On a more sinister note, Paolo Cirio and media critic Alessandro Ludovico founded Face-to-Facebook.net, appropriating 1 million Facebook profile photos, sorting them with face-recognition software, and creating an online dating site based on facial expressions. They created the data bank from information that was publicly available on Facebook. But many of the individuals on the site still felt that their privacy had been invaded. “We are trying to discuss this blind trust in Facebook, when Facebook is selling private data every day,” says Cirio, who posted the project on February 3 and immediately received coverage from a wide variety of news media, including Wired, Fox News, CNN, MSNBC, and Time magazine. By the end of the day Cirio’s and Ludovico’s Facebook accounts were disabled and the duo had received a cease-and-desist letter from Perkins Coie LLP, Facebook’s lawyers. In response, they have put their dating site “under maintenance,” but have not removed it from the web. To Cirio, even with its short duration, the project was a success.

    Jennifer Dalton examines a different kind of Facebook phenomenon in her work What Are We Not Shutting Up About?, 2009. For this wall installation resembling a bar graph, she copied the words that came up most frequently on New York magazine art critic Jerry Saltz’s Facebook page, with its 5,000 followers. “It was obvious people were craving some kind of dialogue or community,” says Dalton. Saltz was flattered by the work, which is available through Dalton’s dealer, Ed Winkleman, for $18,000. “I was honored that someone would take a look at that,” says Saltz, who tweets as well. “I am interested in what I call the 5,000 headed beast, not one speaking to the many but the many speaking to one another coherently.”

    Dating sites were the inspiration behind R. Luke DuBois’s “A More Perfect Union” series, shown at New York’s bitforms gallery last January, with works ranging in price from $950 to $28,000. For the series, the artist joined 21 dating sites, gaining access to over 19 million profiles. He developed software that could sort through the profiles by zip code and by heavily used words—”kinky,” “lonely,” “adventurous”—to create his own idiosyncratic census of the United States, based on emotions rather than living arrangements. Instead of names of cities and congressional districts on the large-scale maps he designed for the exhibition, DuBois inserted the phrase most used in those locales, such as “now” for New York City, “hipster” in Bushwick, Brooklyn, and “conservative” in Birmingham, Alabama. “I do a lot of stuff that veers toward data visualization, but what I am really looking at are the metaphors behind the information,” says the artist, who is a professor at the Brooklyn Experimental Media Center at NYU’s Polytechnic Institute. The artist sold six of his maps at the exhibition.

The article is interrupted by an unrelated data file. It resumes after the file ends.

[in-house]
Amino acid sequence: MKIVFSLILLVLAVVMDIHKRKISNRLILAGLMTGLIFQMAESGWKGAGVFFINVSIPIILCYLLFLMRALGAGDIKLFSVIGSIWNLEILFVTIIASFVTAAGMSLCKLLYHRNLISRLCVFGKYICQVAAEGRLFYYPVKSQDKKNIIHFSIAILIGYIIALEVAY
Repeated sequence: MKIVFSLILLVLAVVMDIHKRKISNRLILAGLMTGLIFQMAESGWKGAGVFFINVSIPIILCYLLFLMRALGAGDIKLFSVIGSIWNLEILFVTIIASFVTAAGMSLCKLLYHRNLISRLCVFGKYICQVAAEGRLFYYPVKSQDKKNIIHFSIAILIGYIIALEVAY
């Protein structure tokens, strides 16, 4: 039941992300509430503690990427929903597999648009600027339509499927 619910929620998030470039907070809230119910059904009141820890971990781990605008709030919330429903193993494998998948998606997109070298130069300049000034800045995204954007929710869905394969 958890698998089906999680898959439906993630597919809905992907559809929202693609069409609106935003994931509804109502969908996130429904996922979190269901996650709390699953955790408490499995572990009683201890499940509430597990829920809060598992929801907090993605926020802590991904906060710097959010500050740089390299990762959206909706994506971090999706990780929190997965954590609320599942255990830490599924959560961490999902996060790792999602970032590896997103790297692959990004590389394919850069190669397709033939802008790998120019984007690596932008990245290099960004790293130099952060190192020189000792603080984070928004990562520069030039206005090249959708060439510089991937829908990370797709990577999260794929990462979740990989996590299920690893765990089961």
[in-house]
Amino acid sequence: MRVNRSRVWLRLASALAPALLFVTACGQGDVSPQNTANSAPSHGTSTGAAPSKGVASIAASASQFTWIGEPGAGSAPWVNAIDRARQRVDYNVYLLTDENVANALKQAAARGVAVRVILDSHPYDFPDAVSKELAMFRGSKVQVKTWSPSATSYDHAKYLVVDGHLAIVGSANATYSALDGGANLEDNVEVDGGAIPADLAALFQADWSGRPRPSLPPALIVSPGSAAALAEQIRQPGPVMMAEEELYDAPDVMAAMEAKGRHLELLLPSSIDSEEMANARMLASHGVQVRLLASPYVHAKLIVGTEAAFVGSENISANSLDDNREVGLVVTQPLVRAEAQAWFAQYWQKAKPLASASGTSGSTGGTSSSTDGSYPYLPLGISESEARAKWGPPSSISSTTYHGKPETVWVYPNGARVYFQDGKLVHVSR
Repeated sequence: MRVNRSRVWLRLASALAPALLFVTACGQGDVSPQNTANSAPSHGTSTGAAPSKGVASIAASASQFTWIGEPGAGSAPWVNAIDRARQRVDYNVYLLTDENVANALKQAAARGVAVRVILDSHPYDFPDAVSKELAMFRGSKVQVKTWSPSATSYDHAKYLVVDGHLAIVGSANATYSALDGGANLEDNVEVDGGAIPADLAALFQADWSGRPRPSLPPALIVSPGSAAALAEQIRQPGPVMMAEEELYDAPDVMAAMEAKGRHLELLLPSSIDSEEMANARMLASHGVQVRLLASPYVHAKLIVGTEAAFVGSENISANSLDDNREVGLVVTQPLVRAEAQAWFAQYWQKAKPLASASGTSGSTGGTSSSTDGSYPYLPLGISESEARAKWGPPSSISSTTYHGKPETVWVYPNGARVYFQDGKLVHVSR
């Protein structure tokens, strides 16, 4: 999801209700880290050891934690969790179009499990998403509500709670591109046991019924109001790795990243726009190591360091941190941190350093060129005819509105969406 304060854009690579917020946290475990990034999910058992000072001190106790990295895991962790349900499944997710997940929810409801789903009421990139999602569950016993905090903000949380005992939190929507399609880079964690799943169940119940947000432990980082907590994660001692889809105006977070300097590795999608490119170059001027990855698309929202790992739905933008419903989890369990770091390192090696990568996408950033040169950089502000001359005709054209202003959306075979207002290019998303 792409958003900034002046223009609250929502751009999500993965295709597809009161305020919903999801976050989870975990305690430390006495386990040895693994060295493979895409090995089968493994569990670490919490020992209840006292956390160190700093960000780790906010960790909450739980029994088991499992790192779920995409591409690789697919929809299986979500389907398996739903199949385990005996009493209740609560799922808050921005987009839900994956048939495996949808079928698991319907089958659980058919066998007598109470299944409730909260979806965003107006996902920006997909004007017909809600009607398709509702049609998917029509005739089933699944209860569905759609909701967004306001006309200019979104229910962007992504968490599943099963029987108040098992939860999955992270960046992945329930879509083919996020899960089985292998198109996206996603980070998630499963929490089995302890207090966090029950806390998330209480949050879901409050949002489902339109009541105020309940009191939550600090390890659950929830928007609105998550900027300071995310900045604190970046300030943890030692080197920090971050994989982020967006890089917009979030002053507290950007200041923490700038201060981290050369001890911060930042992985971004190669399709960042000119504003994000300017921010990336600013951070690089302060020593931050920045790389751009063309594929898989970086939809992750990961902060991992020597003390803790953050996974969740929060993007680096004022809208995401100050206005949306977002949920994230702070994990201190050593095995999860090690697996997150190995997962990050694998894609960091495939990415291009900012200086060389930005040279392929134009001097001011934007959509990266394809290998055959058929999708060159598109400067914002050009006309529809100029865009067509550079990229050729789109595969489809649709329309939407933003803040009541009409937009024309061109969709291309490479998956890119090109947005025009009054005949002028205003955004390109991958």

Creating community was precisely the goal of @Platea advisory-board member Jonathan Gray’s project, Tree-Blogging, a five-day online event that took place in January 2011. To create this work, Gray “planted” several prompts at the @Platea website—an image of a tree with an anarchy symbol carved into its trunk, sound clips of a buzz saw and a woodpecker, a quote from conservationist John Muir—and invited people to respond. Over the course of the project, the artist traced the development of the ever-broadening responses, which branched out very much like a tree. The result is a mash-up of text, photographs, video, and sound. “New-media communication presents interesting possibilities and challenges,” says Gray, who is an associate professor of communications and visual rhetoric at Southern Illinois University at Carbondale. “On the one hand, there’s the argument that we are amusing ourselves to death with the Internet and it is making us disconnect from nature, from sustainable living and so forth. On the other hand, the networks that are created are important for activism and they mirror the networks we find in the natural world.”

    “Social media has become so prevalent in our day-to-day lives lately, both for personal and professional reasons, and it is just so integrated into our relationships today. I think people really have an interest in seeing how it is being used creatively by artists,” says Julia Kaganskiy, organizer of the “Art, Culture, and Technology” group on Meetup.com, which holds an annual event on social-media art that is open to 100 attendees.

    “When artists use social media they are working in a medium of our time. They pose really interesting questions about the nature of communication, how that it evolving, how those interactions are evolving,” says Kaganskiy, who works as editor of the Creators Project, a new partnership between Vice Media and Intel dedicated to exploring how technology is enabling creativity in art, music, film, design, and gaming. “Artists are using technology to help realize previously impossible creative visions.”

    Barbara Pollack is a contributing editor of ARTnews.